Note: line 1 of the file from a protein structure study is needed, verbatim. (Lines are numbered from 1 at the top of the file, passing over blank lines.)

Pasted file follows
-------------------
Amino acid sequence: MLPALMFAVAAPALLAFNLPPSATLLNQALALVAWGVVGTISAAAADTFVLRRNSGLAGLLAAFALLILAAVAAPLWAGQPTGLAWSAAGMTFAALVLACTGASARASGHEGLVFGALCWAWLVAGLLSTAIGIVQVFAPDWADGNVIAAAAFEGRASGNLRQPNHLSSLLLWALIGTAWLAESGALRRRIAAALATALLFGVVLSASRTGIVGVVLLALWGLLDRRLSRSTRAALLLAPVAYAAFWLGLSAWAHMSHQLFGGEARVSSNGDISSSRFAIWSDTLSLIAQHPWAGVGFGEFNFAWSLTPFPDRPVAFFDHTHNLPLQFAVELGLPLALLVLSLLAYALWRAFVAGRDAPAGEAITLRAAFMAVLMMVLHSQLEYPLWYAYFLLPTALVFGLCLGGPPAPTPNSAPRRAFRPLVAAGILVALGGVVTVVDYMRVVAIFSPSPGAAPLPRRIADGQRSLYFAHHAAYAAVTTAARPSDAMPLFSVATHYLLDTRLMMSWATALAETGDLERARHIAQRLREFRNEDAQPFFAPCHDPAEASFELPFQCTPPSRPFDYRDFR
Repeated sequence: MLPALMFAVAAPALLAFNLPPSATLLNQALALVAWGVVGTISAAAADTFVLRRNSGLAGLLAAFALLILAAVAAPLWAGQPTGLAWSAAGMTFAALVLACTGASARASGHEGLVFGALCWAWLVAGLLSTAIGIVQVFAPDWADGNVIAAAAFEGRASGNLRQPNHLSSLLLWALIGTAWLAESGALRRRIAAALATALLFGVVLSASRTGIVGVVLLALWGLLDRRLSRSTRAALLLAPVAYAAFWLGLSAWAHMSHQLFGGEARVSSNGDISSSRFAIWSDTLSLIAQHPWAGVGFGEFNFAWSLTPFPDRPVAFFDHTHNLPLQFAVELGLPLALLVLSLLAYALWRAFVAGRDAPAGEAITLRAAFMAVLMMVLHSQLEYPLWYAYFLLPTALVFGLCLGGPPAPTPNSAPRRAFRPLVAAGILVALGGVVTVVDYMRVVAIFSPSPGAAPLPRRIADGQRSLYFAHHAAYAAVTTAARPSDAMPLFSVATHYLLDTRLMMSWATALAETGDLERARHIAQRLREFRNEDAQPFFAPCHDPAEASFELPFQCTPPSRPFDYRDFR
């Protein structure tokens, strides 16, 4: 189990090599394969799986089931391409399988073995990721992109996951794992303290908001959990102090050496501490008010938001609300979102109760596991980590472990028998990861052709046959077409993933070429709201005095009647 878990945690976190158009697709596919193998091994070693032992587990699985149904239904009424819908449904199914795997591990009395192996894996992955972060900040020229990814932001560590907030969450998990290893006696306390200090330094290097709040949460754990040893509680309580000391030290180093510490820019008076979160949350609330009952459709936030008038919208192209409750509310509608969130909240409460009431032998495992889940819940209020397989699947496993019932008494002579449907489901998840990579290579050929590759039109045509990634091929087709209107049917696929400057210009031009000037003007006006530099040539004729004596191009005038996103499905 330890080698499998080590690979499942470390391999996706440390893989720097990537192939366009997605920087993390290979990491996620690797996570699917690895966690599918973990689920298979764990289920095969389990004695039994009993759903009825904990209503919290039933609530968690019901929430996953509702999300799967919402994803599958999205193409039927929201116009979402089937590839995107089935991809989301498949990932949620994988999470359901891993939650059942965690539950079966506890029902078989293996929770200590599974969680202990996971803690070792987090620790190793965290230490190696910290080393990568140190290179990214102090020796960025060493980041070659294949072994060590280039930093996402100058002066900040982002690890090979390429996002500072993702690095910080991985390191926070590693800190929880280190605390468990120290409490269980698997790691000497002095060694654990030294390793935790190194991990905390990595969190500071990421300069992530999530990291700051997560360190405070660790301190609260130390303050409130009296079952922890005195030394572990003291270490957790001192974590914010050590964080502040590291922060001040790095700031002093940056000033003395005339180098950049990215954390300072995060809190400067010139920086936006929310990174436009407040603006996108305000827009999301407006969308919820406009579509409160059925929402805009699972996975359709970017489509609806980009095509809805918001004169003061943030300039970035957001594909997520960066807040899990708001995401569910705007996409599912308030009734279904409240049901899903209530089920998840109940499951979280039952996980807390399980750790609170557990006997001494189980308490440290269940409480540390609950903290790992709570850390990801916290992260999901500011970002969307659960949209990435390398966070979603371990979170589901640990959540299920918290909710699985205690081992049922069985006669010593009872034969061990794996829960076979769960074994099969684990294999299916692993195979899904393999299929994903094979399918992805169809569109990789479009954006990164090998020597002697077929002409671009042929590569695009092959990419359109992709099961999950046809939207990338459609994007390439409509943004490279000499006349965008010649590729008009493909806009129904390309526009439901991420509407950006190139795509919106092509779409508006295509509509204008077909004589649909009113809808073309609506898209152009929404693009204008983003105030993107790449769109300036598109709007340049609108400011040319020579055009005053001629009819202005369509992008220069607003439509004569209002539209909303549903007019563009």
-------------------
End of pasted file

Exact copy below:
Amino acid sequence: MLPALMFAVAAPALLAFNLPPSATLLNQALALVAWGVVGTISAAAADTFVLRRNSGLAGLLAAFALLILAAVAAPLWAGQPTGLAWSAAGMTFAALVLACTGASARASGHEGLVFGALCWAWLVAGLLSTAIGIVQVFAPDWADGNVIAAAAFEGRASGNLRQPNHLSSLLLWALIGTAWLAESGALRRRIAAALATALLFGVVLSASRTGIVGVVLLALWGLLDRRLSRSTRAALLLAPVAYAAFWLGLSAWAHMSHQLFGGEARVSSNGDISSSRFAIWSDTLSLIAQHPWAGVGFGEFNFAWSLTPFPDRPVAFFDHTHNLPLQFAVELGLPLALLVLSLLAYALWRAFVAGRDAPAGEAITLRAAFMAVLMMVLHSQLEYPLWYAYFLLPTALVFGLCLGGPPAPTPNSAPRRAFRPLVAAGILVALGGVVTVVDYMRVVAIFSPSPGAAPLPRRIADGQRSLYFAHHAAYAAVTTAARPSDAMPLFSVATHYLLDTRLMMSWATALAETGDLERARHIAQRLREFRNEDAQPFFAPCHDPAEASFELPFQCTPPSRPFDYRDFR